Marni Hernandez testified that at 8:30 a.m. on the same day, January 9, 2008, she was sitting in a car outside a medical office next to the apartment complex. Through her rearview mirrors, she saw a man with a shaved head come out of the apartment complex, wearing a black short-sleeved shirt. She could not see his face, but thought the man was young. She saw the man a second time, carrying a computer monitor. Hernandez then saw the man a third time, leaving the apartment complex carrying what looked like a VCR. A young woman was walking next to him; Hernandez could not see her face. Hernandez did not see where the man went. Hernandez saw Barrett walk into the apartment building about 10 minutes after she last saw the man walk out. Barrett came out yelling and asked someone for help; Hernandez stayed where she was, and later told the police what she had seen. At the preliminary hearing, Hernandez had testified that the woman and man were tall, and the woman was close to six feet tall, with long black hair.
Chasity Phillips testified that Brooks, the victim, was her cousin. Brooks had a young Hispanic girl living with her. Phillips met the woman (who was with a man) at Brooks's apartment about three days before Brooks's murder. Phillips recognized the woman as looking like someone in the courtroom.*fn2 Brooks called Phillips later and told her she had put the girl out. To the police, Phillips had identified a photograph labeled exhibit 6 as the woman, and a photograph labeled exhibit 7 as the man.*fn3  Brooks was not a gang member, although she had some problems in her life, and when she was younger Brooks had hung out with the Rolling 20's. She was street smart and could hold her own in a fight. Brooks had told her she let the woman stay in the apartment because she was pregnant. The woman did not look pregnant.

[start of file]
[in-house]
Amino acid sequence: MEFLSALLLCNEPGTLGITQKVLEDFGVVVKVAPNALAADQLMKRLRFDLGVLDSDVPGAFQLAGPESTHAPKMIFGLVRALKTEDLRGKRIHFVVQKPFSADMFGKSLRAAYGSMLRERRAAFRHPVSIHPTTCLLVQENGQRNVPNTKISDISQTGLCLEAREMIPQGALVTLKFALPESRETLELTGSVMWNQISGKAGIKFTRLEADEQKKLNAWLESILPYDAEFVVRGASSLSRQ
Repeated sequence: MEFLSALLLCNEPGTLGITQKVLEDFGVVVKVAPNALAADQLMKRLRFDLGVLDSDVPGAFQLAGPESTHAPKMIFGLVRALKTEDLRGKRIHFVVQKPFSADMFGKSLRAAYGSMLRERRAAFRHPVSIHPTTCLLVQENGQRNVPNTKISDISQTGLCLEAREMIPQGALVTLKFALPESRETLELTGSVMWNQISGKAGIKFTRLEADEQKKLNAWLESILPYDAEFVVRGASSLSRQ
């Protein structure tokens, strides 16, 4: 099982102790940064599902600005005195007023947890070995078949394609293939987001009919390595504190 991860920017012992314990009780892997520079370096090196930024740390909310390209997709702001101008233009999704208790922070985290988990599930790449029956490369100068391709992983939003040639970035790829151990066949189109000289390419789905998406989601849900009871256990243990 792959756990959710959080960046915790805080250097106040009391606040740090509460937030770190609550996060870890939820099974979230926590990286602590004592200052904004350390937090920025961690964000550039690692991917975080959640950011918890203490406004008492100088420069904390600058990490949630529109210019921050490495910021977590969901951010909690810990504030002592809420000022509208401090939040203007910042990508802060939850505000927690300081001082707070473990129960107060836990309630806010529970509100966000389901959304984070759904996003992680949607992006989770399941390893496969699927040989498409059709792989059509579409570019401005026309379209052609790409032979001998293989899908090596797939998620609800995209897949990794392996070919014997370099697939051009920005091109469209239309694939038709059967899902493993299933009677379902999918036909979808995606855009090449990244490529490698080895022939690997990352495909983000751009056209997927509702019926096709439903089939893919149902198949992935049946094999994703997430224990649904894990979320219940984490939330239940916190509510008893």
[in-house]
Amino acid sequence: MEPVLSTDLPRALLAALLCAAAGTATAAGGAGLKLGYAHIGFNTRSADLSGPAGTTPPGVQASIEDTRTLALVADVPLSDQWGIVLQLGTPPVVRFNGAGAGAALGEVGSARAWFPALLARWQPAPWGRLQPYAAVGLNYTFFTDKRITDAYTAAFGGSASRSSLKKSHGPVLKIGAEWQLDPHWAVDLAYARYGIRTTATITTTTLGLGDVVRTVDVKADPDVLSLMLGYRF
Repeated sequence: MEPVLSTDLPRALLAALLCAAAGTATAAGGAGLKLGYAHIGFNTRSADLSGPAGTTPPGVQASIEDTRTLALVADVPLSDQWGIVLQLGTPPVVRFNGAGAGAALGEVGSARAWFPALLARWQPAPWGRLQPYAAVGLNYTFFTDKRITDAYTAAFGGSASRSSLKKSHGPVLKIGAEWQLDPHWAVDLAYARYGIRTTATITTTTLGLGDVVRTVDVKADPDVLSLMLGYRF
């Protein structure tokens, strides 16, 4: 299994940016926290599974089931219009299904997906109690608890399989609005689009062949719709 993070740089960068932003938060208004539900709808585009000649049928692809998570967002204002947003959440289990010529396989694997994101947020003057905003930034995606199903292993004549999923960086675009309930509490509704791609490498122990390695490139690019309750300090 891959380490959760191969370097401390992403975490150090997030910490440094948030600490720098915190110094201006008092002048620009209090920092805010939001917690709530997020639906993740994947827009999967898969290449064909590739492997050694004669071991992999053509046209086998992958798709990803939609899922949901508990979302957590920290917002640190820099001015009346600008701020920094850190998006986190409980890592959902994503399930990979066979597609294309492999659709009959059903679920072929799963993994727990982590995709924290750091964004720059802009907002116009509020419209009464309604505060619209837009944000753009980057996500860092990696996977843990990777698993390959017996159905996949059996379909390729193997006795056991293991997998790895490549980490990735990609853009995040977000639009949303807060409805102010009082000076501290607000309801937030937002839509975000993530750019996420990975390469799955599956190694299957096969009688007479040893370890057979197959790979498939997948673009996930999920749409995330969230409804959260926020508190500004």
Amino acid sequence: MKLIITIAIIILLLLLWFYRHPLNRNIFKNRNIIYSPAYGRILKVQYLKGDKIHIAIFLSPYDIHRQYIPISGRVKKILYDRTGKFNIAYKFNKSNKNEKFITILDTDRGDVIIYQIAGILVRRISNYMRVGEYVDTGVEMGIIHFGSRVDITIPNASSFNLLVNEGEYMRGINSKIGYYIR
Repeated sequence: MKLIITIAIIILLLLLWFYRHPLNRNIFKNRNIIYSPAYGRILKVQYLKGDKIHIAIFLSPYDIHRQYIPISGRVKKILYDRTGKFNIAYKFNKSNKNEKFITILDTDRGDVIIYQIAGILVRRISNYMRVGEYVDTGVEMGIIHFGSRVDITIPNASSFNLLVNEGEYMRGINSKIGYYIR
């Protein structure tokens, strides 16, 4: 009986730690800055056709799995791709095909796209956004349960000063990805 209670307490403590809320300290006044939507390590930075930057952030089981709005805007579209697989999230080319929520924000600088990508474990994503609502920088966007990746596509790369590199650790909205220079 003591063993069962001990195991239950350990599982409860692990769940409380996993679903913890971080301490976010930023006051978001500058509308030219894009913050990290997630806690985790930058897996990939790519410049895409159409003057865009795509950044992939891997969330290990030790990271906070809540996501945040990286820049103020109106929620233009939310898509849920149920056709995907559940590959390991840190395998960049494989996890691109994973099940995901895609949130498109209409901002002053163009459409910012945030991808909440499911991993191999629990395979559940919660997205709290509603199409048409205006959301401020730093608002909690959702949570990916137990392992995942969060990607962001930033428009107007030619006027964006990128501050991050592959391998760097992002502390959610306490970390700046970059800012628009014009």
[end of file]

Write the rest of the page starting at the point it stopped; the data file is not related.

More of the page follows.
Los Angeles County Deputy Sheriff Lorena Rodriguez testified that she responded to a radio call on January 9, 2008, arriving at Brooks's apartment at 8:30 a.m. The security door was open, and Barrett was crying and talking to another deputy who had arrived earlier. Deputy Rodriguez noticed that the apartment was "messed up," and in the bedroom she found Brooks lying on her stomach, with her ankles bound to her wrists with a telephone cord. Brooks had a gray towel on top of her head, and there was blood where her head rested. The room had been ransacked. After determining that Brooks was dead, the deputies left the apartment and waited for homicide detectives.